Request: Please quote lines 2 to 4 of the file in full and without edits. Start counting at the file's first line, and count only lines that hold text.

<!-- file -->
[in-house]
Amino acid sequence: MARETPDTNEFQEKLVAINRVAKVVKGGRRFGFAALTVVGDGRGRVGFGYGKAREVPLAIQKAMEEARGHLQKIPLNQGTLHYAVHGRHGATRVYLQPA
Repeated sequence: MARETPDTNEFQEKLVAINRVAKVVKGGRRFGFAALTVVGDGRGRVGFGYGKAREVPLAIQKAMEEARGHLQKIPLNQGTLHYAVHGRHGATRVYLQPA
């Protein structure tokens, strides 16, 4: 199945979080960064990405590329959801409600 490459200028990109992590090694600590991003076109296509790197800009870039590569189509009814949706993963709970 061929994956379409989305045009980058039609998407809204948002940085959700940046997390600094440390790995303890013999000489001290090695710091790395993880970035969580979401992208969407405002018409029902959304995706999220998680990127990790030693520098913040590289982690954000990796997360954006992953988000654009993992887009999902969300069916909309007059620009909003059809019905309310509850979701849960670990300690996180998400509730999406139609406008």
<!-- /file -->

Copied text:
Amino acid sequence: MARETPDTNEFQEKLVAINRVAKVVKGGRRFGFAALTVVGDGRGRVGFGYGKAREVPLAIQKAMEEARGHLQKIPLNQGTLHYAVHGRHGATRVYLQPA
Repeated sequence: MARETPDTNEFQEKLVAINRVAKVVKGGRRFGFAALTVVGDGRGRVGFGYGKAREVPLAIQKAMEEARGHLQKIPLNQGTLHYAVHGRHGATRVYLQPA
């Protein structure tokens, strides 16, 4: 199945979080960064990405590329959801409600 490459200028990109992590090694600590991003076109296509790197800009870039590569189509009814949706993963709970 061929994956379409989305045009980058039609998407809204948002940085959700940046997390600094440390790995303890013999000489001290090695710091790395993880970035969580979401992208969407405002018409029902959304995706999220998680990127990790030693520098913040590289982690954000990796997360954006992953988000654009993992887009999902969300069916909309007059620009909003059809019905309310509850979701849960670990300690996180998400509730999406139609406008």